SOSS Documentation


SOSS is a System-Of-Systems Synthesizer that allows communication among an arbitrary number of protocols that speak different languages.

If one has a number of complex systems and wills to combine them to create a larger, even more complex system, SOSS can act as an intermediate message-passing tool that, by speaking a common language, centralizes and mediates the integration.

The communication between the different protocols is made possible by system-specific plugins, or System-Handles. These provide the necessary conversion between the target protocols and the specific language spoken by SOSS. Once a system is communicated with SOSS, it enters the SOSS world and can straightforwardly reach out to any other system that already exists in this world.

SOSS is configured by means of a YAML text file, through which the user can provide a mapping between the topics and services on the middlewares of the systems involved.


Main Features

SOSS provides a plugin-based platform that is easily and intuitively configurable. This section explains these key features.

System Handles

A SOSS instance can connect N middlewares through dedicated plugins that speak the same language as the core. This common language is eProsima xtypes; a fast and lightweight OMG DDS-XTYPES standard C++11 header-only implementation. The plugins, or System-Handles, are discovered by SOSS at runtime after they have been installed.

Built-in System-Handles are provided for the following systems: DDS, Orion ContextBroker, ROS, ROS2, and WebSocket. New System-Handles for additional protocols can be easily created, automatically allowing communication of the new protocol with the middlewares that are already supported. Detailed information on how to create a System-Handle can be found in the System-Handle Creation section of this documentation.

The plugin-based framework is especially advantageous when it comes to integrating a new component into a complex system where the rest of sub-systems use incompatible protocols. Indeed, once all protocols of interest are communicated with SOSS, each via a dedicated System-Handle, the integration is mediated by the core and relies on centralization rather than on the creation of dedicated bridges for each pair of components. For a system made of N components, this means that the number of new software parts to add grows as N rather than .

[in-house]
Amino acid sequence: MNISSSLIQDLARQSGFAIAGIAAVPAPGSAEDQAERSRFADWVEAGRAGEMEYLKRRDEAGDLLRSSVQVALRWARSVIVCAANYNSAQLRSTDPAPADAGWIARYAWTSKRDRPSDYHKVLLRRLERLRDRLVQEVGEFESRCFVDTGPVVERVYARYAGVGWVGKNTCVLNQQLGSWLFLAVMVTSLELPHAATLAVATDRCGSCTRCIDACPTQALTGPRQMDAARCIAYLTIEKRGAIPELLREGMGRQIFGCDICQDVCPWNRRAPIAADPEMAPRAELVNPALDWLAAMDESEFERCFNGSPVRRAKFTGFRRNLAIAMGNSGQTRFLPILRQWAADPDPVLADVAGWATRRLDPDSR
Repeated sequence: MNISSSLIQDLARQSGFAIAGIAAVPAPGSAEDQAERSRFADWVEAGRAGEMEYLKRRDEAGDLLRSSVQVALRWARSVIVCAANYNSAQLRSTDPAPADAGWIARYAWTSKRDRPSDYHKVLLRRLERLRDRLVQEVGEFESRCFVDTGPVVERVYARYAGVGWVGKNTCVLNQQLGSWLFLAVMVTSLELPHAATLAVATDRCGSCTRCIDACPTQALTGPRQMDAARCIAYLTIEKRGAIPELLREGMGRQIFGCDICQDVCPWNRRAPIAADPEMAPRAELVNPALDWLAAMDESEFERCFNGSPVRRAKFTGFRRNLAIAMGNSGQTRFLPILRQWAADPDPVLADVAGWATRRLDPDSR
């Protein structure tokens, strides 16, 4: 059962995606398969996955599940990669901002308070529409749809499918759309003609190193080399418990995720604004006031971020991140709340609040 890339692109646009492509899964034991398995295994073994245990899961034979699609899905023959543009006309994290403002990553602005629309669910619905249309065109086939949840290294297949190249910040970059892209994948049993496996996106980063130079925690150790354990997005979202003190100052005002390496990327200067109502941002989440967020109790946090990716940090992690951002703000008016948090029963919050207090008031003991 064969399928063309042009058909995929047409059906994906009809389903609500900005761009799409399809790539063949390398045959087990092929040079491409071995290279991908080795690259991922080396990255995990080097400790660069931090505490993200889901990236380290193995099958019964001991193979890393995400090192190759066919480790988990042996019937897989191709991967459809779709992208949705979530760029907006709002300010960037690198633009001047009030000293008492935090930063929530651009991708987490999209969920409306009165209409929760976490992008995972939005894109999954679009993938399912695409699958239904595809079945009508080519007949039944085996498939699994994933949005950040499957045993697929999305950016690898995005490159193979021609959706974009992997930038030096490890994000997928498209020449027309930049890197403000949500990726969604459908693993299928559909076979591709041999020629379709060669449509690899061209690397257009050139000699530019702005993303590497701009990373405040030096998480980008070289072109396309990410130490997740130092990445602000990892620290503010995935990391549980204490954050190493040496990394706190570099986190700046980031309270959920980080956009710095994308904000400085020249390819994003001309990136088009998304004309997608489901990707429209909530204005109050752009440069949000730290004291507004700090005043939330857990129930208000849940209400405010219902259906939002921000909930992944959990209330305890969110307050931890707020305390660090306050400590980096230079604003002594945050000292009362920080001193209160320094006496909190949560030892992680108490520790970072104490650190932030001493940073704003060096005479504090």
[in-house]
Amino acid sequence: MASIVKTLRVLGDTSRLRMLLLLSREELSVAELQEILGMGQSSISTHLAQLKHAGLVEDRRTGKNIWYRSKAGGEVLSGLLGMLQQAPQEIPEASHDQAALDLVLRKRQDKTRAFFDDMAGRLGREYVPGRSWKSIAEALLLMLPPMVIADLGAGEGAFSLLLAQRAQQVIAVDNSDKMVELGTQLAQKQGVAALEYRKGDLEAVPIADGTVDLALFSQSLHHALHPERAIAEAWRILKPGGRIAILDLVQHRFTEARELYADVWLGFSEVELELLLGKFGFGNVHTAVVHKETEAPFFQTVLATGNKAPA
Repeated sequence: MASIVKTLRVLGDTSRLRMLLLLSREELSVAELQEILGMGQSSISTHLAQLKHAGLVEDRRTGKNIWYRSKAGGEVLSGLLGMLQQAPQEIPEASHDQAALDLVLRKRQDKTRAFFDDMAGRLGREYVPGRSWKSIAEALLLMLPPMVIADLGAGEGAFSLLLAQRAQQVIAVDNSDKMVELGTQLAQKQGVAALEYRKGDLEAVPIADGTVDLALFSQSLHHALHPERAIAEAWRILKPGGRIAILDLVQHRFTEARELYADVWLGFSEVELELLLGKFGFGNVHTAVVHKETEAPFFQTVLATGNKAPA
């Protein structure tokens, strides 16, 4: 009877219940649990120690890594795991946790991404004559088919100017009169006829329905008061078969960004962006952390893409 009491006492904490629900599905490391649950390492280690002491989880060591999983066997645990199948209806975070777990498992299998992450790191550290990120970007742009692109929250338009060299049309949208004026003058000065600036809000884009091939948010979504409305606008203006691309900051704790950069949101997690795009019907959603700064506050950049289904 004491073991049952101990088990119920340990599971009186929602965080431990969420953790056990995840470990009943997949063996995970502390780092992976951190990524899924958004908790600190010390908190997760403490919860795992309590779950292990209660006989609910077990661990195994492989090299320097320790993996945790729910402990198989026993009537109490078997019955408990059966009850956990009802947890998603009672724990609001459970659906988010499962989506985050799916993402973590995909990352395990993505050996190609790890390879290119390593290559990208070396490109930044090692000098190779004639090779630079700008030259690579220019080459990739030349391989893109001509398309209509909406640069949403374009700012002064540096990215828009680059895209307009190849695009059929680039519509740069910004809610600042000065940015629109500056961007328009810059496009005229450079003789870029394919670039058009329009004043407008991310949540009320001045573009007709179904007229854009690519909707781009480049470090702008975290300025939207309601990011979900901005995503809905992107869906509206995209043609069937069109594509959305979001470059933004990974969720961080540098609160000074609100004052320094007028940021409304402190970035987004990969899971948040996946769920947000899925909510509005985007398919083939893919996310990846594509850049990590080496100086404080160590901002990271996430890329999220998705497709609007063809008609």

YAML configuration files

SOSS is configured by means of a YAML file. Detailed information on how to configure a SOSS-mediated communication by means of one such file can be found in the YAML Configuration section of this documentation. Notice that a single YAML file is needed no matter how many protocols are being communicated.

Below you can find a minimal example of the information that this configuration text file should contain. In this example, a single topic is translated from ROS1 to ROS2:

    ros1: { type: ros1 }
    ros2: { type: ros2 }
    chatter: { type: std_msgs/String, route: {from: ros1, to: ros2} }

The strength of this approach is that different translations are possible by only changing the configuration file. For example, by changing the middlewares involved, we can obtain an instance which translates between WebSocket+JSON (as produced and consumed by a standard Web browser) and ROS2:

    web: { type: websocket_client, types-from: robot, host: localhost, port: 12345 }
    robot: { type: ros2 }
    web2robot: {from: web, to: robot}
    chatter: { type: "std_msgs/String", route: web2robot }

Additional features

Free and Open Source.

SOSS and all System-Handles available to date are free and open source.

Easily configurable.

As detailed above, a SOSS instance is easily configurable by means of a YAML file.

Easy to extend to new platforms.

New platforms can easily enter the SOSS world by generating the plugin, or System-Handle needed by the core to integrate them.

Easy to use.

Installing and running SOSS is intuitive and straightforward. Please refer to the Getting Started section to be guided through the installation process.

Commercial support.

Available at

Structure of the Documentation

This documentation is organized into the following sections.

Installation Manual

This section is meant to provide the user with an easy-to-use installation guide and is organized as follows:

User Manual

This section provides the user with an in-depth knowledge of SOSS’ main aspects. First of all, we detail the internal structure of a System-Handle and guide the user through the creation a brand-new System-Handle. Secondly, we explain how to configure SOSS by means of YAML files, explaining how to fill the required fields, depending on the needs of the specific use-case.